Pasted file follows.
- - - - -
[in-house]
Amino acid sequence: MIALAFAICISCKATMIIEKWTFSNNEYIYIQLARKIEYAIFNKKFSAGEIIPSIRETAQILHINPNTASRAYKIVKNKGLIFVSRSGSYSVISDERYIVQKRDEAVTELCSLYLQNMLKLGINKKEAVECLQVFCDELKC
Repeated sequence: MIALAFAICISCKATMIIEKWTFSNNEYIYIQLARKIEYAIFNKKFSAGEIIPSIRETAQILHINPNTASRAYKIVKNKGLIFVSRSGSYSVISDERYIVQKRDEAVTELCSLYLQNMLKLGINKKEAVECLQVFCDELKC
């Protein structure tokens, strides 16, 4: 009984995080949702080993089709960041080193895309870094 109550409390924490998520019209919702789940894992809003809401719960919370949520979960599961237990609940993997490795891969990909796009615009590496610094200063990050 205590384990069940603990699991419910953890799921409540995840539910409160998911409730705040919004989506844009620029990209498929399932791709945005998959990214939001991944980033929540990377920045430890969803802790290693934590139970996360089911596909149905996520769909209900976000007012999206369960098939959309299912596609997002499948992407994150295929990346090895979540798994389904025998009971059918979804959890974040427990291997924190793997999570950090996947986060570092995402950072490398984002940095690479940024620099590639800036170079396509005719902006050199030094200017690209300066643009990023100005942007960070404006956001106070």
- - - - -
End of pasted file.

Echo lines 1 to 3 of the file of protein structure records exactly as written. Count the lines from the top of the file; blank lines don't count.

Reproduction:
[in-house]
Amino acid sequence: MIALAFAICISCKATMIIEKWTFSNNEYIYIQLARKIEYAIFNKKFSAGEIIPSIRETAQILHINPNTASRAYKIVKNKGLIFVSRSGSYSVISDERYIVQKRDEAVTELCSLYLQNMLKLGINKKEAVECLQVFCDELKC
Repeated sequence: MIALAFAICISCKATMIIEKWTFSNNEYIYIQLARKIEYAIFNKKFSAGEIIPSIRETAQILHINPNTASRAYKIVKNKGLIFVSRSGSYSVISDERYIVQKRDEAVTELCSLYLQNMLKLGINKKEAVECLQVFCDELKC